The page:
KEI letter to USTR on TRIPS waiver negotiations highlights the three issues

KEI sent this letter to USTR today regarding the TRIPS Waiver negotiations. Highlights what we think are the three most important issues.


November 18, 2021

Ambassador Katherine Tai
Office of the United States Trade Representative
Washington, DC

Dear Ambassador Tai,

The negotiations on the TRIPS waiver cover a number of important topics. We recognize the rationale and benefits of the broad waiver that is before the World Trade Organization (WTO), and highlight three issues that are of particular importance.

1. There should be an unconditional waiver of Article 39.

Article 39 of the TRIPS Agreement has three numbered paragraphs, and is the only article in Section 7, which is titled “Protection of Undisclosed Information.” It is the one article in the TRIPS Agreement dealing with trade secrets, know-how and rights in data, including both information held closely by a company and information and data shared with regulators. Governments need to have unambiguous flexibility to enable the sharing of know-how and data in order to scale and decentralize the manufacturing of covered COVID-19 health products, particularly for vaccines and biologic drugs, and to have expedited marketing approval of affordable versions.

If this article is not included in the waiver, measures involving patents by themselves will be insufficient to address the need to accelerate and expand access to safe, affordable and effective vaccines and some other countermeasures. Allowing a waiver of Article 39 will also remove any doubt that countries can waive or choose not to recognize or enforce exclusive rights in data used for the registration of products, which is particularly important when such provisions have terms from 5 to 12 years, and lack the type of exceptions that exist for patents on inventions.

2. There should be an unconditional waiver of Article 31.f.

Article 31.f is a 20-word single sentence paragraph, that says for any non-voluntary use of patents under Article 31 (the compulsory licensing and government use exceptions in TRIPS), “Any such use shall be authorized predominantly for the supply of the domestic market of the Member authorizing such use.” This clause was included in the original TRIPS Agreement to undermine the use of compulsory licenses, by making it difficult to achieve efficient economies of scale and to make it difficult to find suppliers of generic or biosimilar products from a producing country.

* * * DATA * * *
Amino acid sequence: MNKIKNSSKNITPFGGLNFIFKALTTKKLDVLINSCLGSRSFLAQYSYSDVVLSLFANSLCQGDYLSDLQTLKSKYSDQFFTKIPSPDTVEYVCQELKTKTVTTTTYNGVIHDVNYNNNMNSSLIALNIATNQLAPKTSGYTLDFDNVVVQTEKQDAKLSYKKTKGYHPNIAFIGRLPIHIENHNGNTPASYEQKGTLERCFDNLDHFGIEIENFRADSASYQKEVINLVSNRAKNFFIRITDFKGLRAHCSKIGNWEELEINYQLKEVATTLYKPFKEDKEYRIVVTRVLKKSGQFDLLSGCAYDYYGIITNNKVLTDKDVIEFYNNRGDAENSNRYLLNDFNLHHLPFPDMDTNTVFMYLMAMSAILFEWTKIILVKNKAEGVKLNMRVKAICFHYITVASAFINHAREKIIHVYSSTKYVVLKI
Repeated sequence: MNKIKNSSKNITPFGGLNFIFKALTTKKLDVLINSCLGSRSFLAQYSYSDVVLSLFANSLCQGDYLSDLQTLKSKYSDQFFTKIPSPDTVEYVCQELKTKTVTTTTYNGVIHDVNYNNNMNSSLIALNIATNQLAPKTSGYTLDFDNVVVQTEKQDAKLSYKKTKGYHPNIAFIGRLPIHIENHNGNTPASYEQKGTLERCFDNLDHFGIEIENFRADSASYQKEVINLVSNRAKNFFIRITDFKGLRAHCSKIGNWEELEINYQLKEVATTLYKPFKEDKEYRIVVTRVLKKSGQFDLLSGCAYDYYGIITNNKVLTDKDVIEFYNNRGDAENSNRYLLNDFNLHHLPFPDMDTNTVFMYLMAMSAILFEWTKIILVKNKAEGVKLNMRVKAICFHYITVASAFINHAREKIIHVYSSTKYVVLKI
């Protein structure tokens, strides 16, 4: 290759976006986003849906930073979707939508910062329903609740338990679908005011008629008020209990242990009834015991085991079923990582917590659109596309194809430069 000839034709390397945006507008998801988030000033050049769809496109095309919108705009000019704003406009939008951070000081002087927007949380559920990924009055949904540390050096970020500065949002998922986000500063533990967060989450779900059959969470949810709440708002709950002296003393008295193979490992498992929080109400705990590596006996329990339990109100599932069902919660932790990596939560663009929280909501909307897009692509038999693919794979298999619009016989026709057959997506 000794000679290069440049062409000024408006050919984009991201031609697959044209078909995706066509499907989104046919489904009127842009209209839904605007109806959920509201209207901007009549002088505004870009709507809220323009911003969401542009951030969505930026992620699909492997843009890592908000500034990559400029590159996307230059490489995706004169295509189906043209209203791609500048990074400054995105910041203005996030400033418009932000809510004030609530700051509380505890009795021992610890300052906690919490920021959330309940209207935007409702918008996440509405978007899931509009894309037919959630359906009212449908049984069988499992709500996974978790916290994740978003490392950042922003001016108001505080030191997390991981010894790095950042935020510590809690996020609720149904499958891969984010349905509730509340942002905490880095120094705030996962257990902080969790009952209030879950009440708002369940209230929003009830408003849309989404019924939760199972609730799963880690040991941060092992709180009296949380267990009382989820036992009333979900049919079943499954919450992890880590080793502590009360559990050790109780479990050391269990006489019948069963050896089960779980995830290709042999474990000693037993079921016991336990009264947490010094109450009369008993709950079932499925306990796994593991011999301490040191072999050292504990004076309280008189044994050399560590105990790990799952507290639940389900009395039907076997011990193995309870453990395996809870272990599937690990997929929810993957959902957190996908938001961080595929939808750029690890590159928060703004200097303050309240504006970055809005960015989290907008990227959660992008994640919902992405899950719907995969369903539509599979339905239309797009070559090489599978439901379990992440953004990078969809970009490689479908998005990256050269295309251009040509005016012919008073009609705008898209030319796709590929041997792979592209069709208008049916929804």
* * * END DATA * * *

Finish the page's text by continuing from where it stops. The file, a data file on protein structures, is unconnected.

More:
The problem was recognized in Paragraph 6 of the 2001 Doha Declaration on TRIPS and Public Health. The “solution” adopted in 2003, shaped primarily by the European negotiators, was a massively complicated, burdensome and protectionist exception to 31.f, now 31bis, which is unambiguously seen as a failure. During a pandemic it is a terrible policy for the WTO to block exports of COVID-19 health products. This article needs a simple clean waiver, and negotiators should not attempt to place conditions on the waiver, such as those in the discredited 31bis mechanism.

3. The scope of the waiver should not be limited to vaccines.

There are many different technologies relevant to the control of a pandemic. For this pandemic, these have included diagnostic tests, cleaning and sterilization technologies, ventilators and other methods of helping patients breathe, protective equipment, therapeutics and vaccines and their relevant inputs. Any attempt to limit the scope of the waiver to vaccines is particularly appalling, given the fact that persons living in developing countries are more likely to need the other measures, given the inequality in access to vaccines.


James Love
Knowledge Ecology International